Chapter 17, “Interoperability Among Heterogeneous Services: The Case of Integration of P2P Services with Web Services,” by Aphrodite Tsalgatidou, George Athanasopoulos, and Michael Pantazoglou addresses the interoperability problem by first presenting its multiple dimensions and then by describing a conceptual model called Generic Service Model (GeSMO), which can be used as a basis for the development of languages, tools and mechanisms that support interoperability. The authors illustrate how GeSMO has been utilized for the provision of a Peer-to-Peer (P2P) service description language and a P2P invocation mechanism which leverages interoperability between heterogeneous P2P services and between P2P services and Web services.

Chapter 18, “Service-Oriented Architecture for Migrating Legacy Home Appliances to Home Network System: Principle and Applications,” by Masahide Nakamura, Hiroshi Igaki, Akihiro Tanaka, Haruaki Tamada, and Ken-ichi Matsumoto presents a practical framework that adapts the conventional home electric appliances with the infrared remote controls (legacy appliances) to the emerging home network system (HNS). The proposed method extensively uses the concept of service-oriented architecture to improve programmatic interoperability among multi-vendor appliances. The authors first prepare APIs that assist a PC to send infrared signals to the appliances. Then the APIs are aggregated within self-contained service components, so that each of the components achieves a logical feature independent of device/vendor-specific operations. The service components are finally exhibited to the HNS as Web services. As a result, the legacy appliances can be used as distributed components with open interfaces. To demonstrate the effectiveness, the authors implement an actual HNS and integrated services with multi-vendor legacy appliances. The authors also show practical applications implemented on the developed HNS.

Chapter 19, “Broadening JAIN-SLEE with a Service Description Language and Asynchronous Web Services,” by Paolo Falcarin, Claudio Venezia, and José Felipe Mejia Bernal describes the StarSLEE platform which extends JAIN-SLEE in order to compose JAIN-SLEE services with Web services and the StarSCE service creation environment which allows exporting value added services as communication Web services. It analyzes open issues that must be addressed to introduce Web Services in new telecom service platforms.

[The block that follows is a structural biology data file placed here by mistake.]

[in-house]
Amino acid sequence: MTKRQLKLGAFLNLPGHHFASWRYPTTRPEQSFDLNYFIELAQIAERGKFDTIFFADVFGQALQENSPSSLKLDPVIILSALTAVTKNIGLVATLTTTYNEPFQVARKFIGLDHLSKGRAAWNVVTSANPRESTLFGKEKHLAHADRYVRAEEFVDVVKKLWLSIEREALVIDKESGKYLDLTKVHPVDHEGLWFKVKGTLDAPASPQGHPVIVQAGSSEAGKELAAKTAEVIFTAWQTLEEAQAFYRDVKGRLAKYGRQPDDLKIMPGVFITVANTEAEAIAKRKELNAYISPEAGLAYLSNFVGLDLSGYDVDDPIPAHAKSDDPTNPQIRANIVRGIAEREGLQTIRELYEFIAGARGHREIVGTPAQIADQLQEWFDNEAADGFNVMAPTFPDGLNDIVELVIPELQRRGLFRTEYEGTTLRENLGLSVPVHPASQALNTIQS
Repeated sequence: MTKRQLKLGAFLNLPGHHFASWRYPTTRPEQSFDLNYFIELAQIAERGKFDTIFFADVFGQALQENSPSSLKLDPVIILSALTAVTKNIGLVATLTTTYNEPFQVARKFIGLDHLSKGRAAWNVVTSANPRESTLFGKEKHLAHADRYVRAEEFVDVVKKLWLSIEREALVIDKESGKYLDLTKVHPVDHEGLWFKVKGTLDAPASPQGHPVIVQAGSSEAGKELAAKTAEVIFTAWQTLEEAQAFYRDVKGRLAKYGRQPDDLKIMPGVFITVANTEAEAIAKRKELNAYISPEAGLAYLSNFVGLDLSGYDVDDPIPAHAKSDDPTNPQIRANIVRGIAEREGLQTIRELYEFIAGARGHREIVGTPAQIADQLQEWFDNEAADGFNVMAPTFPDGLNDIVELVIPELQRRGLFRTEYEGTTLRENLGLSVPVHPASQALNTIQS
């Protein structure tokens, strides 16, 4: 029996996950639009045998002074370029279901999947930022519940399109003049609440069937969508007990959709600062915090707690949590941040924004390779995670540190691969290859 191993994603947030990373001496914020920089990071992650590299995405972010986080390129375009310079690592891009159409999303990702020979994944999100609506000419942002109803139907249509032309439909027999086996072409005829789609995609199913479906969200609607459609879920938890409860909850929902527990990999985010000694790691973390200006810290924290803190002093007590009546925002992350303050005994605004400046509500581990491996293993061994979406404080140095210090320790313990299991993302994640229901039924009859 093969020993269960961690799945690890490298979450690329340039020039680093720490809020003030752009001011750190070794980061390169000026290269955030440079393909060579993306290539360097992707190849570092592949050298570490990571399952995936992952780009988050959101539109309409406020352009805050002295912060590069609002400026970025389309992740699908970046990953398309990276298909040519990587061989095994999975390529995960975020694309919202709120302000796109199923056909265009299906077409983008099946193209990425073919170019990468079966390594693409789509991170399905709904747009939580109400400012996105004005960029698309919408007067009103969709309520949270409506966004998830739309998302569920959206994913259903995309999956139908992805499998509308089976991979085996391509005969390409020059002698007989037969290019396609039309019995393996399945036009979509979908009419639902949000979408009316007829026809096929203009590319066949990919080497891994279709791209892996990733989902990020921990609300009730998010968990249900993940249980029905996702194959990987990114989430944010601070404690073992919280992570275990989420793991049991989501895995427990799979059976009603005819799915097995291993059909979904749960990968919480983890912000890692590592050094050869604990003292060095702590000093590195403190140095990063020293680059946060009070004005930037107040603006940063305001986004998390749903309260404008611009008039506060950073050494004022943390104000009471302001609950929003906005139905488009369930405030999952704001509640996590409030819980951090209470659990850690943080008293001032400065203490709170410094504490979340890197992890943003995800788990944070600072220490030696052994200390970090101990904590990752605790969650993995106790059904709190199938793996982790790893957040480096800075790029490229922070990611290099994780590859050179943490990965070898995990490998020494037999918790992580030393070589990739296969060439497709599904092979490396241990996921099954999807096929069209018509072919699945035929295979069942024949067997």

Chapter 20, “Workflow Discovery: Requirements from E-Science and a Graph-Based Solution,” by Antoon Goderis, Peter Li, and Carole Goble presents the case for workflows and workflow discovery in science and develop one discovery solution. Through a survey with 21 scientists and developers from the myGrid/Taverna workflow environment, workflow discovery requirements are elicited. Through a user experiment with 13 scientists, an attempt is made to build a benchmark for workflow ranking. Through the design and implementation of a workflow discovery tool, a mechanism for ranking workflow fragments is provided based on graph sub-isomorphism detection. The tool evaluation, drawing on a corpus of 89 public workflows and the results of the user experiment, finds that, for a simple showcase, the average human ranking can largely be reproduced.

Chapter 21, “An Access Control Framework for WS-BPEL processes,” by Federica Paci, Elisa Bertino, and Jason Crampton intoduces a new type of WS-BPEL activity to model human activities and by developing RBAC-WS-BPEL, a role based access control model for WS-BPEL and BPCL, a language to specify authorization constraints.

Chapter 22, “Business Process Control-Flow Complexity: Metric, Evaluation, and Validation, by Jorge Cardoso focuses on investigating process complexity. A metric to analyze the control-flow complexity of business processes is presented and described. The metric is evaluated in terms of Weyuker’s properties in order to guarantee that it qualifies as good and comprehensive. To test the validity of the metric, this chapter describes the experiment that was carried out for empirically validating the metric.